At a glance
Even from afar, you can see why the makers of Game of Thrones and Star Wars picked Dubrovnik as a setting.
It is otherworldly; a fantasy; timeless. Perched on sea-washed rocks, a circle of fortifications hold in their firm embrace a settlement of stately buildings in soft sorbet hues, marble streets shimmering between them, russet rooftops juxtaposed against azure skies above, and a tiny emerald nugget of an island just off shore.
It might feel as unreal as a stage set, but between those lens-friendly monuments and palaces, behind the hawkers and the shuffling groups of tourists, are lively bars and bustling marketplaces, mom-and-pop shops where locals buy groceries and wine from the barrel, rocky promontories from which residents plunge for refreshing dips, and sleepy alleys where cats sun themselves.
It is the most popular tourist destination in Croatia, and you will immediately understand why – though if you are there in mid-summer you may wish you had chosen a more peaceful time of year, especially when the cruise-ship crowds clog the old city; try to book in late-September for still-warm seas and sunny skies to see this city at its best without the rabble.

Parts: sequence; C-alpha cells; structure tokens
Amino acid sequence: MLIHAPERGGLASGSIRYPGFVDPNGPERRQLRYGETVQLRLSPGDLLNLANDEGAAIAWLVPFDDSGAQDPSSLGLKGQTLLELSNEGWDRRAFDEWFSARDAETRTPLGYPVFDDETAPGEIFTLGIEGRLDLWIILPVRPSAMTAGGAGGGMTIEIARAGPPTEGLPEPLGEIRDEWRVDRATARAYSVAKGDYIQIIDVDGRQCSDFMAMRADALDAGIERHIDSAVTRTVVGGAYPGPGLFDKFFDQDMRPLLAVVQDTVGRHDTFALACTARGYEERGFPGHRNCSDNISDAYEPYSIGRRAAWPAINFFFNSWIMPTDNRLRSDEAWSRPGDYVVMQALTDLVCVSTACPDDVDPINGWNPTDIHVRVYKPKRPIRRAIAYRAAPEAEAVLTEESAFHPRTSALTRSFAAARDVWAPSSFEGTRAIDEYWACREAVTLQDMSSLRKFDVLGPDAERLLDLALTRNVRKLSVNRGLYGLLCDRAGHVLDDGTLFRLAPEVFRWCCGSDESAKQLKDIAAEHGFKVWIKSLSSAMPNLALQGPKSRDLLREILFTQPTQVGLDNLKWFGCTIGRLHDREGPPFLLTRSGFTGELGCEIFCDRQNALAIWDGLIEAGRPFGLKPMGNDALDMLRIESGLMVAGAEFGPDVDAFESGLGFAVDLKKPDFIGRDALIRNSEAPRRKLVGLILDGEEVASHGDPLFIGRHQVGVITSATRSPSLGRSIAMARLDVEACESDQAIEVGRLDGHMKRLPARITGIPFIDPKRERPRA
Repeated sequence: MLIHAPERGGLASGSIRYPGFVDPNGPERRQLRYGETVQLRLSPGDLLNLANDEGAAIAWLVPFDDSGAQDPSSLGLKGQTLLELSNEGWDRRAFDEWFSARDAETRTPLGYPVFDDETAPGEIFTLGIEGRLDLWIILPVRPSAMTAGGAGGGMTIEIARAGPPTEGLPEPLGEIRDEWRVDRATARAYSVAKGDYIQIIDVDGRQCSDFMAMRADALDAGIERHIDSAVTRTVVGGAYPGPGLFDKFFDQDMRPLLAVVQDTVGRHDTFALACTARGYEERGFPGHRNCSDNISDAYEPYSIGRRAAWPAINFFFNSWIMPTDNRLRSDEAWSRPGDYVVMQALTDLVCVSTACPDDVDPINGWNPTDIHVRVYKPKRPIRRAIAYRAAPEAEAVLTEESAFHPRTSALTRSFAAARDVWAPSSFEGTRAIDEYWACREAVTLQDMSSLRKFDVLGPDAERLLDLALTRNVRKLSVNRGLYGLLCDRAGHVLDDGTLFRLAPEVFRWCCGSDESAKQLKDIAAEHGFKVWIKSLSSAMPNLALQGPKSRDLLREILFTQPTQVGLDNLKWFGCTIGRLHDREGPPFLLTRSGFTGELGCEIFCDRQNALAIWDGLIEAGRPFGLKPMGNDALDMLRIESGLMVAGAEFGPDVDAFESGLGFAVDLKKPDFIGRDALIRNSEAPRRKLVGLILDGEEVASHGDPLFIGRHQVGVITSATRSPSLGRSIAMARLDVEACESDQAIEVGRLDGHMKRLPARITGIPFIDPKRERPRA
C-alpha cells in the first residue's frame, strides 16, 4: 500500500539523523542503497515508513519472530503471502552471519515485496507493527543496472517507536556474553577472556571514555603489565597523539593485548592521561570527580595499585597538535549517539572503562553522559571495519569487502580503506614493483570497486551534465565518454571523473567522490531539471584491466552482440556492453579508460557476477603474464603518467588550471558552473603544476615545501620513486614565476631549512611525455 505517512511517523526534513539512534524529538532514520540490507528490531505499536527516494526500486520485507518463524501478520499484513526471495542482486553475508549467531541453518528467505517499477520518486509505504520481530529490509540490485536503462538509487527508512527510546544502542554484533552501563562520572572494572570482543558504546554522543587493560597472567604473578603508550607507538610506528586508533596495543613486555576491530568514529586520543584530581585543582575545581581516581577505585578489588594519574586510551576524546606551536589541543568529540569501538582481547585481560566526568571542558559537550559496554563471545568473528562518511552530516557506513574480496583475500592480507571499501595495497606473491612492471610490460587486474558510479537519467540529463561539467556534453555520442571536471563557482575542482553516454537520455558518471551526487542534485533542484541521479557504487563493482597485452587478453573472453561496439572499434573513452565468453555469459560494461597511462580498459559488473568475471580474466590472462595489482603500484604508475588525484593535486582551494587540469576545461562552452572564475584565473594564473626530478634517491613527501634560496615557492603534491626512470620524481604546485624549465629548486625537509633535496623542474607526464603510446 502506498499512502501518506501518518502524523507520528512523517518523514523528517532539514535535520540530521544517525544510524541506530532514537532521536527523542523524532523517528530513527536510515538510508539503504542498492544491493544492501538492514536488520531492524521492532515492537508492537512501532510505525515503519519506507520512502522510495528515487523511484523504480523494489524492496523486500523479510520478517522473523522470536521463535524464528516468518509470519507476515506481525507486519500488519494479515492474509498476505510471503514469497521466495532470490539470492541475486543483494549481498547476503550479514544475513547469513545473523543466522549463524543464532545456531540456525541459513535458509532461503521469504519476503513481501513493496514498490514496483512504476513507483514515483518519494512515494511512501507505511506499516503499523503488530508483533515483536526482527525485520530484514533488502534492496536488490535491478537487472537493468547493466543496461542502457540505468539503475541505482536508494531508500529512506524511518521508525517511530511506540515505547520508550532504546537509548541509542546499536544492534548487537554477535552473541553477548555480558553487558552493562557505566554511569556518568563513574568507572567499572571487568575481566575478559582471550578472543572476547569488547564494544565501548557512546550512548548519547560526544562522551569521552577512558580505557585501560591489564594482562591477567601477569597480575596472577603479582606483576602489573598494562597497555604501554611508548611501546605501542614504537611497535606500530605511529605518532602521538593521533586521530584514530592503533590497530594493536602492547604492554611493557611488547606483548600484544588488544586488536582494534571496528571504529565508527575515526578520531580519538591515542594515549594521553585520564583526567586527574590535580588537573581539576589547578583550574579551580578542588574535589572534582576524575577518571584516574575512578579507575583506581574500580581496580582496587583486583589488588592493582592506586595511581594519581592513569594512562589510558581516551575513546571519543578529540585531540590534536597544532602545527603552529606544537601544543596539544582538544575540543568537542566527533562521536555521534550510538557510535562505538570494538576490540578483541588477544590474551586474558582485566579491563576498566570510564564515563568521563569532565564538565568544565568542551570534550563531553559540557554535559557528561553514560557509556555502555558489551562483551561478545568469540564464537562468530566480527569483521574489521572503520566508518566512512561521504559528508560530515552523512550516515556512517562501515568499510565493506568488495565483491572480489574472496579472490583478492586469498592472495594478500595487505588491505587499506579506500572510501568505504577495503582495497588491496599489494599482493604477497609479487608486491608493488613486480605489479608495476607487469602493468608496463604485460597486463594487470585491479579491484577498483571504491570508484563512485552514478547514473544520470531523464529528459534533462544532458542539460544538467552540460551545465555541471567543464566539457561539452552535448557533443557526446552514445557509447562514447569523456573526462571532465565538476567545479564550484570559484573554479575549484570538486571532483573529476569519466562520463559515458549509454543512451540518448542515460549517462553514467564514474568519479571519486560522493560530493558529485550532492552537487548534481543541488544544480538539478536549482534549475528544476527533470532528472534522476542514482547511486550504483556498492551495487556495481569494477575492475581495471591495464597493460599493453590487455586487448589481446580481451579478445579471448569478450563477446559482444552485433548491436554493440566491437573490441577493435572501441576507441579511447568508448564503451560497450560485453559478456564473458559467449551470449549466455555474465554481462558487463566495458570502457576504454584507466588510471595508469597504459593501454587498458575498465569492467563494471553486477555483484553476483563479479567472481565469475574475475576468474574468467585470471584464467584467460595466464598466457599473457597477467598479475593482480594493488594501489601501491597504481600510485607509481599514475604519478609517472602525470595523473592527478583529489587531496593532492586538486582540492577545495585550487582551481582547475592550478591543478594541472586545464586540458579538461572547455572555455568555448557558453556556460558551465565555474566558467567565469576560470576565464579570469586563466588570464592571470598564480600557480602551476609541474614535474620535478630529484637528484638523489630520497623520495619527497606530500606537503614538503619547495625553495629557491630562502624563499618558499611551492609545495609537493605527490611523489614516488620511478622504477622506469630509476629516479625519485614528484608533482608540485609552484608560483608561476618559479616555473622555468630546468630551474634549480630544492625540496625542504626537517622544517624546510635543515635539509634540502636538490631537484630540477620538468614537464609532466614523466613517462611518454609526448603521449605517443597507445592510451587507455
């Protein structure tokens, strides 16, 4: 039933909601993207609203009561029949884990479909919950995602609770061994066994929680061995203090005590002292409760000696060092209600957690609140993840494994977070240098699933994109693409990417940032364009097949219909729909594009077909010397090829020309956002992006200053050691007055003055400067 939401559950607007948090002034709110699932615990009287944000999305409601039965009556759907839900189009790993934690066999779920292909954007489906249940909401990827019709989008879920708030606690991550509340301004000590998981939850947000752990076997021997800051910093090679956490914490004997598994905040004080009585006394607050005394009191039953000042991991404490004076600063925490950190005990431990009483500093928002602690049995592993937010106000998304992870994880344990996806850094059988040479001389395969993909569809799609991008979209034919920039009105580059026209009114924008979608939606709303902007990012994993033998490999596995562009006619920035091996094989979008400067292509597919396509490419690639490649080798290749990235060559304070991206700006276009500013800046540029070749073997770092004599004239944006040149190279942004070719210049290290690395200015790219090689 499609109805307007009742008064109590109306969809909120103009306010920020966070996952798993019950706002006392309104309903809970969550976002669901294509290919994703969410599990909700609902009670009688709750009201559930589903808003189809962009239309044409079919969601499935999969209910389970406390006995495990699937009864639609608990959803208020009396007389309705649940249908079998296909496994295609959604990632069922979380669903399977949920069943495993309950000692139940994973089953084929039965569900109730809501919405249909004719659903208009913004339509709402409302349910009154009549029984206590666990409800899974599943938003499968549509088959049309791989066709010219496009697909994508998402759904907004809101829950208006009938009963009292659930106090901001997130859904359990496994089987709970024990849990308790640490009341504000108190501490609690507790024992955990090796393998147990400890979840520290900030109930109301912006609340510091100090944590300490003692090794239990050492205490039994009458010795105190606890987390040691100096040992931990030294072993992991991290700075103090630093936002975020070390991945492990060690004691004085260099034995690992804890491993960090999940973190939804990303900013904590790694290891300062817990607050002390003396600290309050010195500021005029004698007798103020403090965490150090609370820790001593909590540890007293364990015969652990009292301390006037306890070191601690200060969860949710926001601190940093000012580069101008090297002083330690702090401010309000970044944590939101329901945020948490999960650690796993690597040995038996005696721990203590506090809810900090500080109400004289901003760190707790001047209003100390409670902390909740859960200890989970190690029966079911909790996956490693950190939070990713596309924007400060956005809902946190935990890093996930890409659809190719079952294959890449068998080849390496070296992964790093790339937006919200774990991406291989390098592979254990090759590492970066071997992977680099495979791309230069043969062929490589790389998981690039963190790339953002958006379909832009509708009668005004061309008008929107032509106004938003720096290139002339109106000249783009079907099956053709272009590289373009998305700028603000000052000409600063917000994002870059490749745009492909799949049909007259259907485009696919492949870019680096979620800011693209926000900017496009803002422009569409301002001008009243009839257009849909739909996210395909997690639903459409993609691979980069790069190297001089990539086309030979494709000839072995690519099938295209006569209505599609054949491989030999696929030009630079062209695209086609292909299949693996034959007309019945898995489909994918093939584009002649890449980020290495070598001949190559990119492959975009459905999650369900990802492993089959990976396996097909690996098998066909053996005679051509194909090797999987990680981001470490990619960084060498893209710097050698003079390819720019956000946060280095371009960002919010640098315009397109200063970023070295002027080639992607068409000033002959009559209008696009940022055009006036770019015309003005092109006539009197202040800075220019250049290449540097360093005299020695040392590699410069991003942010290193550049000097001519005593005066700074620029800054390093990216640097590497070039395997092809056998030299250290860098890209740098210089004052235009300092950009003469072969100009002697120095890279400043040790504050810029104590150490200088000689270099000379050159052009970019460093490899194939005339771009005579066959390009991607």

Climb the ramparts, stroll the narrow passageways, peek into every palazzo, castle and monastery, watch the sunset from a Buža bar and savour a gourmet meal from an Adriatic-gazing terrace, speed across to Lokrum in a water taxi and kayak to Betina Cave.
Then head north from Dubrovnik to sample grand cru wines and local oysters on the Pelješac peninsula, swim off fine shingle beaches and dive to discover Ancient Greek urns teeming with marine life; take a boat over to Mljet to cycle the virgin trails of its national park, or head south to the scenic port of Cavtat, verdant Mlini and the rugged hills of Konavle with its rustic charms and honest farm cooking.
(Pronunciation guide: Dubrovnik is as it looks, but with the stress on the first syllable, to sound truly Croatian. Pelješac sounds like “pelyeshats”. Mljet is “Mlyet”. Cavtat is “Tsavtat”. Buža, as in the bars, is “Boozha”. Mount Srđ is closest in English to “Surge” but keep the vowel as short as possible and roll the ‘r’.)